The fall and rise of Worthing in peril…

The fall and rise of Worthing in peril…

It shouldn’t be difficult to recognise a Worthing FC fan at the moment. Red shirt, chewed fingernails, and a confused expression alternating between blind panic and amazed optimism. They probably can’t work out whether they are coming or going, or even what their final destination is meant to look like. Whilst their club has tangoed between mediocrity and financial disaster for a number of years, this season, even by their usual standards, has been exceptional both on and off the field. From hope to crisis and back to hope via tragedy, ambition and youthful promise, the Worthing FC story is one worth telling. Even though many of their supporters may want to watch it unfold from behind the sofa and only emerge when it’s finished.

With a population of upwards of 100,000 you might expect that the seaside town of Worthing would be more than capable of hosting a financially viable football team. Sadly, however, for a number of years now this has not been the case. In defence of the local populous it might be suggested that their football club has given them precious little to be excited about- two second place finishes in the Isthmian Premier League in the early 1980s apart- but one financial crisis has followed another. The resurgence of nearby Brighton & Hove Albion in recent years can’t have helped, either.

At the beginning of this season Worthing fans might finally have thought that there was cause for optimism. Yes, the team had only finished fifteenth in the Isthmian Division One South during the previous campaign, but there were signs that manager Adam Hinshelwood, the former Brighton defender who had taken over the helm just before Christmas 2013, was bringing together the blend of youth and experience required to finally make a push for promotion. The board reinforced these prospects by announcing they had increased the playing budget. What could go wrong?

Disappointingly, early results- magnificent cup victories over Guernsey and Dulwich Hamlet apart- didn’t back up this optimism. As November dawned they were in fifteenth place, and annoyingly inconsistent. Two much needed victories were followed by two defeats; and then came the bombshell. On 25th the board called a public meeting, at which they announced a two hundred thousand pound debt and an immediate cut in the playing budget to previous season levels. This was soon cut further- to zero. Whether you were a fan of the Rebels or an impartial observer, you had to fear for their future. It had been costing the club six thousand pounds a month to operate even before they thought about player wages. With two home matches a month and an average crowd of 213, it didn’t take an Einstein to calculate that those figures were unsustainable.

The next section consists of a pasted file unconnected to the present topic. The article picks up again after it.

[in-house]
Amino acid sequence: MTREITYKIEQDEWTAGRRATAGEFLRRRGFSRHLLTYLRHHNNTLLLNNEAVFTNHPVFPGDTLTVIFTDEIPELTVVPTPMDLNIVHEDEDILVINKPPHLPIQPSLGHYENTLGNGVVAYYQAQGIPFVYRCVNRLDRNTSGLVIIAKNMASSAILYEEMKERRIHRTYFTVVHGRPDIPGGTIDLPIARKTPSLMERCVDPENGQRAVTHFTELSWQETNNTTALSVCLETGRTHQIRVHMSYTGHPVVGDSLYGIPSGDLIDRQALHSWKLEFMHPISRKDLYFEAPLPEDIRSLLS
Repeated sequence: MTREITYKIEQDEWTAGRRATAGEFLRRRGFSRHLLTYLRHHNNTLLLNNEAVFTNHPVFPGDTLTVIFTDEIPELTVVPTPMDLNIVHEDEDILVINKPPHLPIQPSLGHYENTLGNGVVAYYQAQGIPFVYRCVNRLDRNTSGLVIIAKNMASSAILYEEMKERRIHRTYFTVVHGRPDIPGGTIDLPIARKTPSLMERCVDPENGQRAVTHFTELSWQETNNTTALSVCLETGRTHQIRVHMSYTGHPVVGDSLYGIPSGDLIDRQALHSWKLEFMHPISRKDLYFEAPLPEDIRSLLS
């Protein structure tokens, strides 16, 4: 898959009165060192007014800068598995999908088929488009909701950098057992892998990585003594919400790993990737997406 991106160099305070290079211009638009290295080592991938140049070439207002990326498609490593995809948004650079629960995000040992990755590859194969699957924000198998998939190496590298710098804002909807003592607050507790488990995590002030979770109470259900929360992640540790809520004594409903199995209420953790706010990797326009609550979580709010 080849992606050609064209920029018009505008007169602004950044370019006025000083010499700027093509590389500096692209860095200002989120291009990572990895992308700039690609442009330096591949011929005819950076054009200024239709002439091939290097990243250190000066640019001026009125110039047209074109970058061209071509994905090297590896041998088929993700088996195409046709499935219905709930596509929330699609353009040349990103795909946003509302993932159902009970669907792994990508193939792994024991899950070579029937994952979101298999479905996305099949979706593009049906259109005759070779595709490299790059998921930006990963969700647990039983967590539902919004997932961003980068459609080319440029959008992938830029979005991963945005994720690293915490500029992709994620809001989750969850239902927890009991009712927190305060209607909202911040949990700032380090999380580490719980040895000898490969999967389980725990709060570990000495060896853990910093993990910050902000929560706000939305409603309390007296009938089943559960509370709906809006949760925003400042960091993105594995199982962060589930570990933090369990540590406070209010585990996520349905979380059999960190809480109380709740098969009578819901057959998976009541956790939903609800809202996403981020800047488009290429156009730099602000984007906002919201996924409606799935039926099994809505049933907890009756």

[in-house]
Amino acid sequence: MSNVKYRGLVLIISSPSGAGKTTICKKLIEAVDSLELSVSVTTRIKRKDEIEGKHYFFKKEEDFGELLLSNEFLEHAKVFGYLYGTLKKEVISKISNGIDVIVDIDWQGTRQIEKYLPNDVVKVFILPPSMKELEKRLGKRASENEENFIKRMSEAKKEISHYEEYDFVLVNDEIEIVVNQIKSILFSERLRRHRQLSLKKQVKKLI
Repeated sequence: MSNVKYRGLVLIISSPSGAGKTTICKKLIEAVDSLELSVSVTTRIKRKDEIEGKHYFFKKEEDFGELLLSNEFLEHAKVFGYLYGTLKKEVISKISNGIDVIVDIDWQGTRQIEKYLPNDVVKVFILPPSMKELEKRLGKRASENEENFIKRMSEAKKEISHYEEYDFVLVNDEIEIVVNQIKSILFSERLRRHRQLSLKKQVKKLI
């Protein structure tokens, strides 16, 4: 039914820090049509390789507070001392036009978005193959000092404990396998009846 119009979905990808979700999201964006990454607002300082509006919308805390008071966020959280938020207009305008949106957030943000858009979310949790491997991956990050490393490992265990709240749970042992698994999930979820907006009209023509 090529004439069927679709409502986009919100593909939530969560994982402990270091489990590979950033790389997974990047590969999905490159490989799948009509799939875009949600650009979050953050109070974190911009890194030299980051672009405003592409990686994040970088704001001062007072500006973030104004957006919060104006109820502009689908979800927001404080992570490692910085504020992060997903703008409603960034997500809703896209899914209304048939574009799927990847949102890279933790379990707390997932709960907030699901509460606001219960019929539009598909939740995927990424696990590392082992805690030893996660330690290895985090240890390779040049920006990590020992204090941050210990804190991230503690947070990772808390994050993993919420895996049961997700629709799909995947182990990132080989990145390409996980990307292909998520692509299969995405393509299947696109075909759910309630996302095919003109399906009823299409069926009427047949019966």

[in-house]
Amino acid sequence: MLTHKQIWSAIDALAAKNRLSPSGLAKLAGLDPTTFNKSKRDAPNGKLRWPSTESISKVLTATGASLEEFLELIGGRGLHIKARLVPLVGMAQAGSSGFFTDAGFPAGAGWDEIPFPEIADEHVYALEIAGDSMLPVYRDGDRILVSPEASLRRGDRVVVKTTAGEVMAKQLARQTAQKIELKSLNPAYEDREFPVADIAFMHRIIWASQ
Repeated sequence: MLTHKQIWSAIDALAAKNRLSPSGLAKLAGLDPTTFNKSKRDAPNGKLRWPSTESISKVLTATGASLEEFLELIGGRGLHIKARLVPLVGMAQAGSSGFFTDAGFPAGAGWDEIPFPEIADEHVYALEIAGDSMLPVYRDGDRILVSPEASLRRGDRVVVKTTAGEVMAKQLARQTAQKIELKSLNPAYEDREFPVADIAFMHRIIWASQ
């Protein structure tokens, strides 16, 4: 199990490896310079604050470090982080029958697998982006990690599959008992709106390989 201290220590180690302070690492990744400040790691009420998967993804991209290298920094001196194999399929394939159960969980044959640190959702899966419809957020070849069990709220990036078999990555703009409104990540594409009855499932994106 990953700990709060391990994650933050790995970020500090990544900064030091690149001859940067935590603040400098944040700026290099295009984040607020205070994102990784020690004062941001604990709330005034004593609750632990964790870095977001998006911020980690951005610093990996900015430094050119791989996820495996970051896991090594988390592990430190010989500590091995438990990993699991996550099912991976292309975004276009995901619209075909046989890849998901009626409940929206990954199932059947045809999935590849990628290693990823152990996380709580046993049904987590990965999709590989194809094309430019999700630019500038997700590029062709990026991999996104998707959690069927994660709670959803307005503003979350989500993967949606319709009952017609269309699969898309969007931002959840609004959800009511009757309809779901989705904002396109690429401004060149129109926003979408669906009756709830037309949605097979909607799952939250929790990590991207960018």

That the club was in crisis was undeniable. Experienced professionals shorn of their wages left the club, and youth came to the fore. Yet, remarkably, results improved. The team, younger and leaner than ever before, was seemingly drawn together by adversity. As the New Year dawned, Worthing were up to sixth place, just outside the play-off places. Those who watched the home draw with Three Bridges on 16th August would have only recognised half of the team that won the return fixture 6-2 in December. By 21st March the number of familiar starters would be down to four, and the team was still in sixth.

That their financial future is now secure is also rather remarkable. In 2010 Rebels youth player George Dowell was the victim of a devastating car crash that left him partially paralysed. Last year he became a committee member at nearby County League side Worthing United, and set up his own team, Worthing Borough, in the West Sussex League. When he realized that Worthing FC were in financial trouble he stepped in, took a majority shareholding, and will be investing in a 3G pitch which will be ready for next season and will allow the club to have a greatly increased income in the future. If his plans are supported by the community, there is a chance the club might just have a financially viable future. It certainly has an enthusiastic and highly driven owner.

The foundations are now in place to enable success on the field. The consistent form of Whyteleafe may have denied them the final play-off place this season, but if Hinshelwood can keep his squad together, there must be some likelihood that they can be next year’s Burgess Hill Town- indeed, they’ve just become only the second team this season to defeat the Champions. Keeping that squad together might be difficult, however. Striker Ben Pope has already had a trial for Stoke City and is reportedly being watched by a number of other League clubs. Harvey Sparks and Curtis Gayler have caught the attention of Swindon Town. It can only be a matter of time before Omar Bugiel and Will Hendon attract similar plaudits. But there are further young players coming through to replace any that go, and the manager and his coaching team seem confident of success.

Being a Rebels fan cannot ever have been easy. But, for once, the stars seem to have aligned, and the future can be faced with an unprecedented level of optimism. Time, perhaps, to come out from behind the sofa- and to persuade your friends and family to get off it- and get down to Woodside Road.

 Article previously featured by Non League Daily


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